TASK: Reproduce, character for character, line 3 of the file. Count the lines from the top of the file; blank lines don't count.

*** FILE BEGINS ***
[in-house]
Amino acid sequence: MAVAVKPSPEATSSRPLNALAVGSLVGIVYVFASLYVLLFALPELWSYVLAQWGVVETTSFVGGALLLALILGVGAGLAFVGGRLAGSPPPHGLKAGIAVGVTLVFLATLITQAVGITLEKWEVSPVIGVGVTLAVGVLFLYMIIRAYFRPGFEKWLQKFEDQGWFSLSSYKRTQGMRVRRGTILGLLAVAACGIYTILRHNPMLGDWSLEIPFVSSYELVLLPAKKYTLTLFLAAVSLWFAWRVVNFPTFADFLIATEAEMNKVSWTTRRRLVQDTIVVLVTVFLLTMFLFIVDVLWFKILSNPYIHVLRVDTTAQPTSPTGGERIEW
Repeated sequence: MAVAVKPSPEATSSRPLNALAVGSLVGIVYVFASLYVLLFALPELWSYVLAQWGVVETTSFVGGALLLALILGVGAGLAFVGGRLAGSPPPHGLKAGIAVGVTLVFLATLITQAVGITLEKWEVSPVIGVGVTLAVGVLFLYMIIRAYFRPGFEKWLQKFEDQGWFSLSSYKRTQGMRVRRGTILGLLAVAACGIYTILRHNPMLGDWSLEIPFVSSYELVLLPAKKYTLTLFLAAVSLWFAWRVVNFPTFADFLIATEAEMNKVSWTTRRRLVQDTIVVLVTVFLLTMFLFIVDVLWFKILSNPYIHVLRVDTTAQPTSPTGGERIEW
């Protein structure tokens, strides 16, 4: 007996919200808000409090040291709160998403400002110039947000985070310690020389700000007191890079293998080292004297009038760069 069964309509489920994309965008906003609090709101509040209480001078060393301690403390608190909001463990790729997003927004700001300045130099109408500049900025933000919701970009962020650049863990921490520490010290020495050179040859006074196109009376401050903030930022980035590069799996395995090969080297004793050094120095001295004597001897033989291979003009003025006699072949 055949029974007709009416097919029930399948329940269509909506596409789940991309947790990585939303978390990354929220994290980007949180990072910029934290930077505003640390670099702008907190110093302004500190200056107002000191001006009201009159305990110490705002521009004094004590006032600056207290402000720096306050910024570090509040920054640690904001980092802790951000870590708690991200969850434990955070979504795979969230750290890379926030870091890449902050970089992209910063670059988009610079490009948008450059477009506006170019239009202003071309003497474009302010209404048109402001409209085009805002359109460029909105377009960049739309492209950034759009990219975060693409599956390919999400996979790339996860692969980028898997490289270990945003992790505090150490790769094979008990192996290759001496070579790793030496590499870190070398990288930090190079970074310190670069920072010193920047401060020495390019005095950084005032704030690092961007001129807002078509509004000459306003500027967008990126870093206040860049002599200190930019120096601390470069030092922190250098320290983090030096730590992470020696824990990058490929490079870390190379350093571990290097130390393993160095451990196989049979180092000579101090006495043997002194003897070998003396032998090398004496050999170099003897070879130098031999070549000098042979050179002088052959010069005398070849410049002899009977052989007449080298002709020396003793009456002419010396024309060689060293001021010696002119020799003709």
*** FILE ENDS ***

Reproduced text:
Repeated sequence: MAVAVKPSPEATSSRPLNALAVGSLVGIVYVFASLYVLLFALPELWSYVLAQWGVVETTSFVGGALLLALILGVGAGLAFVGGRLAGSPPPHGLKAGIAVGVTLVFLATLITQAVGITLEKWEVSPVIGVGVTLAVGVLFLYMIIRAYFRPGFEKWLQKFEDQGWFSLSSYKRTQGMRVRRGTILGLLAVAACGIYTILRHNPMLGDWSLEIPFVSSYELVLLPAKKYTLTLFLAAVSLWFAWRVVNFPTFADFLIATEAEMNKVSWTTRRRLVQDTIVVLVTVFLLTMFLFIVDVLWFKILSNPYIHVLRVDTTAQPTSPTGGERIEW